Argentina's $1.5 billion sovereign bond issue, which came to market in October supported by a $250 million policy-based guarantee provided by the World Bank, has won the prestigious International Financial Review's 1999 Awards for Sovereign Bond and Latin American Bond of the Year. The bond was also named one of the 'Deals of the Year' by Institutional Investor Magazine, and won the Investment Dealers' Digest award for Emerging Markets Bond of the Year.
IFR, a leading financial market journal, cited Argentina's issue for having enabled the country to raise $1.2 billion on the U.S. dollar bond market after having been shut out of it for six months. Its success, the IFR Review of the Year said, "was all the more impressive in view of the subdued market into which it was launched."
"For braving these conditions, and for employing such an innovative structure, the Republic of Argentina's multi-tranche, zero-coupon issue wins both Sovereign Bond and Latin American Bond of the Year," the IFR concluded. Institutional Investor, meanwhile, quoted former Argentine finance official Miguel Kiguel, saying, "It was a difficult market, but investors liked that we gave them something different."
The bond's success hinged on the first-ever application of the World Bank's policy-based guarantee instrument, approved by the Bank's Executive Board in April. Argentina, facing constrained access to bond markets, elections and the uncertainty of Y2K, approached the Bank in early August. A round of negotiations followed, involving the Bank's Argentina team, led by director Myrna Alexander, the Guarantee and Project Finance department headed by Nina Shapiro, the Operations Policy and Strategy Group directed by Joanne Salop, and the Bank's legal staff. On August 16, the $250 million guarantee was approved by the Bank's Executive Board.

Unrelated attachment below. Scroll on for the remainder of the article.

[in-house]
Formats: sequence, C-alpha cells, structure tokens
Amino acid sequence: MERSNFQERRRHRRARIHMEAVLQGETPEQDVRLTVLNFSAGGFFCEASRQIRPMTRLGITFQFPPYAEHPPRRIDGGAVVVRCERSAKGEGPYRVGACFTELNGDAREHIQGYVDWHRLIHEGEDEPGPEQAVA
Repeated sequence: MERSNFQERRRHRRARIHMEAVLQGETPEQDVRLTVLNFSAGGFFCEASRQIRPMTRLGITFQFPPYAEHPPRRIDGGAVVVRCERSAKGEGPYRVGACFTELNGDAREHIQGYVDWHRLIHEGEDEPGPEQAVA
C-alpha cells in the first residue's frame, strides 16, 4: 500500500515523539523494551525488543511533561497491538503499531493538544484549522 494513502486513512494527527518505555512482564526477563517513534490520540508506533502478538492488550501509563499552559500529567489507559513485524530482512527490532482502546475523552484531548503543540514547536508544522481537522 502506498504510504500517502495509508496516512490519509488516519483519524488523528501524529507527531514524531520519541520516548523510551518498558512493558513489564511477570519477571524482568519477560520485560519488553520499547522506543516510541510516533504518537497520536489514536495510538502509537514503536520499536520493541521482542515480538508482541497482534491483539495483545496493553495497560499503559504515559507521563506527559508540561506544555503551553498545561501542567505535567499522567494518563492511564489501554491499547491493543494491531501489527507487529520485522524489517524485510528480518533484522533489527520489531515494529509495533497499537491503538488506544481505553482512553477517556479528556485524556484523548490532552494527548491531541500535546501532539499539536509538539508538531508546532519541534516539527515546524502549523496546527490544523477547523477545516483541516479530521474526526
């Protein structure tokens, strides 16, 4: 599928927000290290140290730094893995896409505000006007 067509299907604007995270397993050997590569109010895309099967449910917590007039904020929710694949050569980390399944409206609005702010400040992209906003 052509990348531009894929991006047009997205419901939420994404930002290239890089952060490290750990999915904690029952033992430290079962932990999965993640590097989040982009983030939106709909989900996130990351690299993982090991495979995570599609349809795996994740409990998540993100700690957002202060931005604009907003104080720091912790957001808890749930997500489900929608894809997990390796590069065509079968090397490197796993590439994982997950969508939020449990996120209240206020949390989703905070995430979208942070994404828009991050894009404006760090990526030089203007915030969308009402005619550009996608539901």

"The synergy of different parts of the Bank working together quickly was key to the success of this operation," said Paul Levy, the Bank's lead economist for Argentina, and task manager for the deal.
"It was a good strategic use of the instrument, as it helped Argentina get access in a difficult market," said Nina Shapiro. "We're gratified that Argentina was pleased and that it was so well-received in the market."
The joint book-runners for the bond issue Goldman Sachs and J.P. Morgan pointed to the success of the transaction in the market, including pricing and effective access to a new group of institutional investors.
If Argentina was pleased with the arrangement, investors liked it too. "The cascading structure and World Bank guarantee gave the issue a lot of clout," said Gwen Sanger, of Principal Capital Management.
"The purpose of the guarantee," said the World Bank's Levy, "was to re-open the market for Argentina, so as to assure continuity of the country's sound macroeconomic policies, and ensure that vital social services were sustained during a period of economic and political transition."
The book-runners, who organized a whirlwind 16-city roadshow for the bond issue across the U.S. and Europe, in which Bank staff participated, noted that the Bank's guarantee attracted high-grade investors and was critical in prompting the rating agencies to give all of the bond's six tranches investment grade.